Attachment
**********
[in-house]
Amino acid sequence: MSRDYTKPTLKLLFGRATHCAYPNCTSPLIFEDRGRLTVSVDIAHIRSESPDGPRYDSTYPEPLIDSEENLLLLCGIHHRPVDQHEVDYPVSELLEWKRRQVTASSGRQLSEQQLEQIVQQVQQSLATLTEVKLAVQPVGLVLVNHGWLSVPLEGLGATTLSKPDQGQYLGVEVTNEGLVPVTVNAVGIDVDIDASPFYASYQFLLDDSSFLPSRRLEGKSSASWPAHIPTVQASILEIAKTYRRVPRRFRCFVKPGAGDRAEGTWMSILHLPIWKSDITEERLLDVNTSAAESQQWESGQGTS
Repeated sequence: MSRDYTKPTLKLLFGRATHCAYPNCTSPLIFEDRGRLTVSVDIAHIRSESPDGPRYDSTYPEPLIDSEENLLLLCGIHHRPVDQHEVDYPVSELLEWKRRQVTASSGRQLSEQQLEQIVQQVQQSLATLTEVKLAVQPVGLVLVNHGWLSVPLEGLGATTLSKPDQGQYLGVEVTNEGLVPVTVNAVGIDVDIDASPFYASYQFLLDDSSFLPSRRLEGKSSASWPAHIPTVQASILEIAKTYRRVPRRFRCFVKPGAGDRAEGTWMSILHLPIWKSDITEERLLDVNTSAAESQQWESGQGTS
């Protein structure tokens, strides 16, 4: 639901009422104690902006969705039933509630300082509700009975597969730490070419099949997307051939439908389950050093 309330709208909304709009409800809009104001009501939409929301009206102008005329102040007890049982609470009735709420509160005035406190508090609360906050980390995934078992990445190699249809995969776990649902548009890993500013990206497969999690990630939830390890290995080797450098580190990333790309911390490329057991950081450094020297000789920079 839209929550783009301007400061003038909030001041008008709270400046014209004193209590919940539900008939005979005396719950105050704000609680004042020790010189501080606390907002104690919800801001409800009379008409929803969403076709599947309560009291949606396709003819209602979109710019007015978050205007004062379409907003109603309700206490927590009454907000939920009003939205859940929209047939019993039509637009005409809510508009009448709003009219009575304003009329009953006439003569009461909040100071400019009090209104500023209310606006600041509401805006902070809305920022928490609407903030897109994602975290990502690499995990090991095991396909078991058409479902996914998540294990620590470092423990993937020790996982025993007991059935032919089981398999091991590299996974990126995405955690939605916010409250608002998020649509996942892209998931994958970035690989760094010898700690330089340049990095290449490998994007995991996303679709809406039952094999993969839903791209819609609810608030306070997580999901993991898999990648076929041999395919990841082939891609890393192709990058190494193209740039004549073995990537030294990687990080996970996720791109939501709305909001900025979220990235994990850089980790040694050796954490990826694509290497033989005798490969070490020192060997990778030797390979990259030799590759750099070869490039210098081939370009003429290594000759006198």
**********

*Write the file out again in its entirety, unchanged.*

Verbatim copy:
[in-house]
Amino acid sequence: MSRDYTKPTLKLLFGRATHCAYPNCTSPLIFEDRGRLTVSVDIAHIRSESPDGPRYDSTYPEPLIDSEENLLLLCGIHHRPVDQHEVDYPVSELLEWKRRQVTASSGRQLSEQQLEQIVQQVQQSLATLTEVKLAVQPVGLVLVNHGWLSVPLEGLGATTLSKPDQGQYLGVEVTNEGLVPVTVNAVGIDVDIDASPFYASYQFLLDDSSFLPSRRLEGKSSASWPAHIPTVQASILEIAKTYRRVPRRFRCFVKPGAGDRAEGTWMSILHLPIWKSDITEERLLDVNTSAAESQQWESGQGTS
Repeated sequence: MSRDYTKPTLKLLFGRATHCAYPNCTSPLIFEDRGRLTVSVDIAHIRSESPDGPRYDSTYPEPLIDSEENLLLLCGIHHRPVDQHEVDYPVSELLEWKRRQVTASSGRQLSEQQLEQIVQQVQQSLATLTEVKLAVQPVGLVLVNHGWLSVPLEGLGATTLSKPDQGQYLGVEVTNEGLVPVTVNAVGIDVDIDASPFYASYQFLLDDSSFLPSRRLEGKSSASWPAHIPTVQASILEIAKTYRRVPRRFRCFVKPGAGDRAEGTWMSILHLPIWKSDITEERLLDVNTSAAESQQWESGQGTS
């Protein structure tokens, strides 16, 4: 639901009422104690902006969705039933509630300082509700009975597969730490070419099949997307051939439908389950050093 309330709208909304709009409800809009104001009501939409929301009206102008005329102040007890049982609470009735709420509160005035406190508090609360906050980390995934078992990445190699249809995969776990649902548009890993500013990206497969999690990630939830390890290995080797450098580190990333790309911390490329057991950081450094020297000789920079 839209929550783009301007400061003038909030001041008008709270400046014209004193209590919940539900008939005979005396719950105050704000609680004042020790010189501080606390907002104690919800801001409800009379008409929803969403076709599947309560009291949606396709003819209602979109710019007015978050205007004062379409907003109603309700206490927590009454907000939920009003939205859940929209047939019993039509637009005409809510508009009448709003009219009575304003009329009953006439003569009461909040100071400019009090209104500023209310606006600041509401805006902070809305920022928490609407903030897109994602975290990502690499995990090991095991396909078991058409479902996914998540294990620590470092423990993937020790996982025993007991059935032919089981398999091991590299996974990126995405955690939605916010409250608002998020649509996942892209998931994958970035690989760094010898700690330089340049990095290449490998994007995991996303679709809406039952094999993969839903791209819609609810608030306070997580999901993991898999990648076929041999395919990841082939891609890393192709990058190494193209740039004549073995990537030294990687990080996970996720791109939501709305909001900025979220990235994990850089980790040694050796954490990826694509290497033989005798490969070490020192060997990778030797390979990259030799590759750099070869490039210098081939370009003429290594000759006198």